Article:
In a bid to enhance the quality of education and teaching practices, Kabarak University's Directorate of Excellence in Learning and Teaching recently organized a training session on Competency-Based Education (CBE) for its staff members. The training, held at the university auditorium, aimed to equip the participants with a comprehensive understanding of the essence of CBE, the distinction between Competency-Based Curriculum (CBC) and Knowledge-Based Curriculum (KBC), 21st-century skills in higher education, the Basic Education Curriculum Framework (BECF), the implications of BECF to the curriculum, and the challenges and solutions in implementing CBC.
The training commenced with an in-depth exploration of the essence of CBC from Prof. B.J.A Ngala Ph.D., MBS, OGW, the Dean School of Education Social Sciences and Humanities. Competency-Based Education focuses on the development and mastery of specific skills, knowledge, and attitudes required for success in various fields. It emphasizes outcomes and aims to produce graduates who are not only knowledgeable but also possess the practical abilities and competencies demanded by the workforce.
A key point of distinction covered in the training was the difference between CBC and KBC. While the traditional Knowledge-Based Curriculum primarily focuses on imparting subject-specific knowledge, Competency-Based Curriculum places equal emphasis on the acquisition of skills, application of knowledge, and the development of a range of competencies needed for real-world challenges. CBC is learner-centered, promoting active engagement and critical thinking, thereby equipping students with the skills necessary for success in their chosen professions.
The discussion then shifted towards the significance of 21st-century skills in higher education facilitated by Prof Gladys J. Kiptiony. In today's rapidly evolving world, employers seek graduates who possess a broad set of skills beyond mere academic knowledge. These skills include critical thinking, problem-solving, communication, collaboration, adaptability, and digital literacy. The training emphasized the need for higher education institutions to incorporate these skills into their curricula to ensure graduates are well-prepared for the demands of the modern workforce.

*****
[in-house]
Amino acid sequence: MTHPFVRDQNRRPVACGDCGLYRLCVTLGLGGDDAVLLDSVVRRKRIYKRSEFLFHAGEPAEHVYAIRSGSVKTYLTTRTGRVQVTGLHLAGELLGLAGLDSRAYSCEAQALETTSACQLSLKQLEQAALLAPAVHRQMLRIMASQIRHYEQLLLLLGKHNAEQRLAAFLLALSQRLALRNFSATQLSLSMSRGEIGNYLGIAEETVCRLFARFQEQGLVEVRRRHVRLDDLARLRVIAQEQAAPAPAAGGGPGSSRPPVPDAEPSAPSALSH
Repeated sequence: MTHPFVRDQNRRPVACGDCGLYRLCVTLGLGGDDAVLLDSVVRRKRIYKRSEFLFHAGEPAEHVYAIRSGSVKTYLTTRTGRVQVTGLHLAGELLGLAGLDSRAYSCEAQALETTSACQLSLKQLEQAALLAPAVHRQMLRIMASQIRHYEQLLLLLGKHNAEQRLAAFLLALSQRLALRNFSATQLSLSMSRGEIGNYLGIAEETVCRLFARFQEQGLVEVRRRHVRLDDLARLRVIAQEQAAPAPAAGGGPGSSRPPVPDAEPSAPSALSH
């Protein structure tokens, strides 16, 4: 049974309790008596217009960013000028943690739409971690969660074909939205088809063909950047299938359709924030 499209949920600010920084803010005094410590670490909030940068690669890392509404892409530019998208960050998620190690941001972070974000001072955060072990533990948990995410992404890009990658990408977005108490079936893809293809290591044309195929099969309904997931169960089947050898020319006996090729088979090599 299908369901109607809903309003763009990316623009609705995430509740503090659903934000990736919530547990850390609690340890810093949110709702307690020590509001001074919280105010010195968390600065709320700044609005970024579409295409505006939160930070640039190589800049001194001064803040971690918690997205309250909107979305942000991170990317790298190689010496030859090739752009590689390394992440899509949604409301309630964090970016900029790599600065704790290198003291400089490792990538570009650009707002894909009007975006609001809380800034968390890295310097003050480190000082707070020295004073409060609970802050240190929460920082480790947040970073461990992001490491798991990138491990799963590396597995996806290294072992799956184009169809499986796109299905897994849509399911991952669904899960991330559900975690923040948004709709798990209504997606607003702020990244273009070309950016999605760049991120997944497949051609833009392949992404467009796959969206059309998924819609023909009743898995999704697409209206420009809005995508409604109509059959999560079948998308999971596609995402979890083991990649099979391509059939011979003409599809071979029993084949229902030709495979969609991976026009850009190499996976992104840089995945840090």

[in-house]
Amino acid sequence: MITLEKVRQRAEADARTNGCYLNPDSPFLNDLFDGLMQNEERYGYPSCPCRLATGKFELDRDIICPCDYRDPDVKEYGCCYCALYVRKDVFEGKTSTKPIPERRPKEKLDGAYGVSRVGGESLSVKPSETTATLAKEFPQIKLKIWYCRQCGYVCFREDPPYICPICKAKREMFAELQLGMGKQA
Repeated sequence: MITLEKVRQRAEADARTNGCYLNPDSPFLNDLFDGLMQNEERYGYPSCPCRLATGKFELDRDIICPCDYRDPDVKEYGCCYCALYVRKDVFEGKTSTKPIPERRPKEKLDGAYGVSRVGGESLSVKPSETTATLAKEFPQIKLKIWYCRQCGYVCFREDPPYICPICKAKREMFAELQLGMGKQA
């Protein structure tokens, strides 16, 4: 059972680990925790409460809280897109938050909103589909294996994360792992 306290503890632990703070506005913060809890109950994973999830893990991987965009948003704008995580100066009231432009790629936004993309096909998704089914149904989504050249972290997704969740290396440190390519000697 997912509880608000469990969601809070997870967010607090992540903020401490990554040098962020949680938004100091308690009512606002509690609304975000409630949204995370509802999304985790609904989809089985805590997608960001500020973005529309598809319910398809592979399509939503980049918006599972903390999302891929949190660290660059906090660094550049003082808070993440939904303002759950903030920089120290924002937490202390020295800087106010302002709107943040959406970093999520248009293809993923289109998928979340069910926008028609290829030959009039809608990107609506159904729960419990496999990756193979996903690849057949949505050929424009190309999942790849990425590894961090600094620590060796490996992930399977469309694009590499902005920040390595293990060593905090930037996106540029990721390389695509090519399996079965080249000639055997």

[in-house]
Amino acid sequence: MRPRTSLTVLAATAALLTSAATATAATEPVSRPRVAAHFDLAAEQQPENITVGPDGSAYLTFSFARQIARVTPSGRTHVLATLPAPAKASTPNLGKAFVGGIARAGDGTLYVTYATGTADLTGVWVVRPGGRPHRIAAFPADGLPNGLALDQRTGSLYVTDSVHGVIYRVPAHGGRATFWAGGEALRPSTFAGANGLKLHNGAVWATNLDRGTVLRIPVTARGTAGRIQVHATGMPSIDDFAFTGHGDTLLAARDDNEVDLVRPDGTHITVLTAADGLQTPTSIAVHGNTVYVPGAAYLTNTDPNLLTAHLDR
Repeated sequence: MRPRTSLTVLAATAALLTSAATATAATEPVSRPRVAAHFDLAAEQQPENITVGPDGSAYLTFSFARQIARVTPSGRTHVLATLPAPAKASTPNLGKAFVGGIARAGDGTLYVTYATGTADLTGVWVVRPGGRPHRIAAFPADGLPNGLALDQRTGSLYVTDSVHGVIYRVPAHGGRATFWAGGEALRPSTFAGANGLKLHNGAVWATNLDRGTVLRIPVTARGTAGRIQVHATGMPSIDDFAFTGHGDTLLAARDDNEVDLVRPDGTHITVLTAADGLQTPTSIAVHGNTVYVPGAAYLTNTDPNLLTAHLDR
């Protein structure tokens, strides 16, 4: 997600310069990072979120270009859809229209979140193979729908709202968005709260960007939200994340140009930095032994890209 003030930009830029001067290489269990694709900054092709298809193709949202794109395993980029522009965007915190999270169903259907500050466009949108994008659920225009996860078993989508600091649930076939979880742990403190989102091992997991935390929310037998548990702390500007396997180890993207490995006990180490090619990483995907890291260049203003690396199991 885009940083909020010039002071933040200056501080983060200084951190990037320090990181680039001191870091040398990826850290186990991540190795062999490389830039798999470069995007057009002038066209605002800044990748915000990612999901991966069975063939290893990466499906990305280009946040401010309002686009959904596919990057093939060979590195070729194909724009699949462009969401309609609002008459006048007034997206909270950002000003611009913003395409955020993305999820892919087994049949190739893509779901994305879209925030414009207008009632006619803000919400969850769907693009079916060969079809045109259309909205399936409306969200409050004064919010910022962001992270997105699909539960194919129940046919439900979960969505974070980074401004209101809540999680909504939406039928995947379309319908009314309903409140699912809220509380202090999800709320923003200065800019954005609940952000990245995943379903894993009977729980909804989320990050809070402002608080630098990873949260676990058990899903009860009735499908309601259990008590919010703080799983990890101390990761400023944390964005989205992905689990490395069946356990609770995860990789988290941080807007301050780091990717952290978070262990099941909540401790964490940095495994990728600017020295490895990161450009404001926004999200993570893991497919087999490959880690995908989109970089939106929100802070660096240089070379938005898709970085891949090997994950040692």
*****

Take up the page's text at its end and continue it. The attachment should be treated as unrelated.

The Basic Education Curriculum Framework (BECF) was also a focal point of the training. The BECF provides a comprehensive structure for the development and implementation of the Competency-Based Curriculum in basic education. It outlines the learning areas, competencies, and learning outcomes that students are expected to achieve at different stages of their education. The participants gained insights into how the BECF serves as a guide for curriculum developers and educators in designing and delivering effective instruction aligned with the principles of CBC.
The training delved into the implications of BECF for curriculum development. It emphasized the need for a shift from content-heavy approaches to curriculum design, focusing instead on clearly defined competencies and learning outcomes. The participants explored strategies to align curriculum, instruction, and assessment to ensure seamless integration of the BECF into the education system.
Implementing CBC presents its own set of challenges, which were thoroughly discussed during the training. The participants engaged in discussions surrounding issues such as designing appropriate assessment methods, providing professional development opportunities for educators, ensuring the availability of suitable learning resources, and addressing the concerns of various stakeholders involved in the education system. The training provided valuable insights into overcoming these challenges and offered potential solutions to facilitate the successful implementation of CBC.